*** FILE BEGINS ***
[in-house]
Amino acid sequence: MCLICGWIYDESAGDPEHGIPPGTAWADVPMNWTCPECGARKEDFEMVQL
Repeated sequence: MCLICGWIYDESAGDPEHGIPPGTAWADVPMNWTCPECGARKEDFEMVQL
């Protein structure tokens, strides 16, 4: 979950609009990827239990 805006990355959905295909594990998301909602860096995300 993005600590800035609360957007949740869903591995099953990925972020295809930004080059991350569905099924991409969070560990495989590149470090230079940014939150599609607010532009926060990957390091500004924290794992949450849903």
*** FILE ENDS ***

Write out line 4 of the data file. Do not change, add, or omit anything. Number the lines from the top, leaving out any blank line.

């Protein structure tokens, strides 16, 4: 979950609009990827239990 805006990355959905295909594990998301909602860096995300 993005600590800035609360957007949740869903591995099953990925972020295809930004080059991350569905099924991409969070560990495989590149470090230079940014939150599609607010532009926060990957390091500004924290794992949450849903």